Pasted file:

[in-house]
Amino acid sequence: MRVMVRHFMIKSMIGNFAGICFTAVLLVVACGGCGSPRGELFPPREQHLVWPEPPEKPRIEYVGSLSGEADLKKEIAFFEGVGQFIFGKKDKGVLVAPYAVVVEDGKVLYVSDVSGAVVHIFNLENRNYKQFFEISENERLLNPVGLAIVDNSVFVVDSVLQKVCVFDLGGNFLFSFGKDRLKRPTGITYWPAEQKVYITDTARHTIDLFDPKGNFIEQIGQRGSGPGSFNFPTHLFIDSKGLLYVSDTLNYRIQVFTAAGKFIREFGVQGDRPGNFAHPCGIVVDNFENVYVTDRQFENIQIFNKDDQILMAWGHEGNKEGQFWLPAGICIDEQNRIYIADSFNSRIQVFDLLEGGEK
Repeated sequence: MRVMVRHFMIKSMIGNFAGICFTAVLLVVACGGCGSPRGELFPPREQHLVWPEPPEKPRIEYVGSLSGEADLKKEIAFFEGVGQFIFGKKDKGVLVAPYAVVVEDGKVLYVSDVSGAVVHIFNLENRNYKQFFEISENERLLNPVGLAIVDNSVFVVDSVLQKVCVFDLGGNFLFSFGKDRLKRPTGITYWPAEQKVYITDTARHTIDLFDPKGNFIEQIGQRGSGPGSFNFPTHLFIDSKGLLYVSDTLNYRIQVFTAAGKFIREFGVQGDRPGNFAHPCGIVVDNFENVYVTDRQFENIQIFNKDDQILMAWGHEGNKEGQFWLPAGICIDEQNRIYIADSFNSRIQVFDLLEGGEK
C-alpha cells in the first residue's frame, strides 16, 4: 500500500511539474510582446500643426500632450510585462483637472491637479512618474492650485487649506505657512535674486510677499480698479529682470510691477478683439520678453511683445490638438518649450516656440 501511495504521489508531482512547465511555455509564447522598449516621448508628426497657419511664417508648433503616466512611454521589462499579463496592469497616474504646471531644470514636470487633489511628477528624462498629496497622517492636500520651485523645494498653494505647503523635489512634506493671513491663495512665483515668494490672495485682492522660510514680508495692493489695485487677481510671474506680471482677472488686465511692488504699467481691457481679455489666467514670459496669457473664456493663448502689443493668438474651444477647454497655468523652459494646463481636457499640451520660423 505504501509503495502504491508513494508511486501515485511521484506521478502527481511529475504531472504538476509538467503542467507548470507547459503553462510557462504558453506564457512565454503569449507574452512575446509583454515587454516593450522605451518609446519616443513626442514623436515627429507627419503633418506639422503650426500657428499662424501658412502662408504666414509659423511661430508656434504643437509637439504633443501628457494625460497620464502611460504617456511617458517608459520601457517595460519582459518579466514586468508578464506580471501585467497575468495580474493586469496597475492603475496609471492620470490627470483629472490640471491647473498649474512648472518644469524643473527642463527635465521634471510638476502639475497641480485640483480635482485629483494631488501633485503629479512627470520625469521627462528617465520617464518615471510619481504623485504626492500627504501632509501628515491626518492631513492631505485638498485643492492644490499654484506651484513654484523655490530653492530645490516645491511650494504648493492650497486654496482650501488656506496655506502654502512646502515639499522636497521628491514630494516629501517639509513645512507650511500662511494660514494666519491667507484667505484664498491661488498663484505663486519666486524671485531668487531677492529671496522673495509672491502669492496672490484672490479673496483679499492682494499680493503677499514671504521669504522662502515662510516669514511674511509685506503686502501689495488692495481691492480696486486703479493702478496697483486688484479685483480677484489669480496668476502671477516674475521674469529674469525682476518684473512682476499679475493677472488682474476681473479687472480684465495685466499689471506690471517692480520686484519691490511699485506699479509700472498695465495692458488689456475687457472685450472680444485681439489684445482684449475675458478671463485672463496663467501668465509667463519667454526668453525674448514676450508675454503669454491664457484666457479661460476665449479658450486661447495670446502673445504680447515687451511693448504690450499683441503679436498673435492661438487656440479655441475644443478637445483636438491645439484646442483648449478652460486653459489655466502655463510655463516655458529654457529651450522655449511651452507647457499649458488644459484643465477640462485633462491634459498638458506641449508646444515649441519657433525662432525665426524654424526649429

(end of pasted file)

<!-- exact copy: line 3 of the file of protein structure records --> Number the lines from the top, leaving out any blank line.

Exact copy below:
Repeated sequence: MRVMVRHFMIKSMIGNFAGICFTAVLLVVACGGCGSPRGELFPPREQHLVWPEPPEKPRIEYVGSLSGEADLKKEIAFFEGVGQFIFGKKDKGVLVAPYAVVVEDGKVLYVSDVSGAVVHIFNLENRNYKQFFEISENERLLNPVGLAIVDNSVFVVDSVLQKVCVFDLGGNFLFSFGKDRLKRPTGITYWPAEQKVYITDTARHTIDLFDPKGNFIEQIGQRGSGPGSFNFPTHLFIDSKGLLYVSDTLNYRIQVFTAAGKFIREFGVQGDRPGNFAHPCGIVVDNFENVYVTDRQFENIQIFNKDDQILMAWGHEGNKEGQFWLPAGICIDEQNRIYIADSFNSRIQVFDLLEGGEK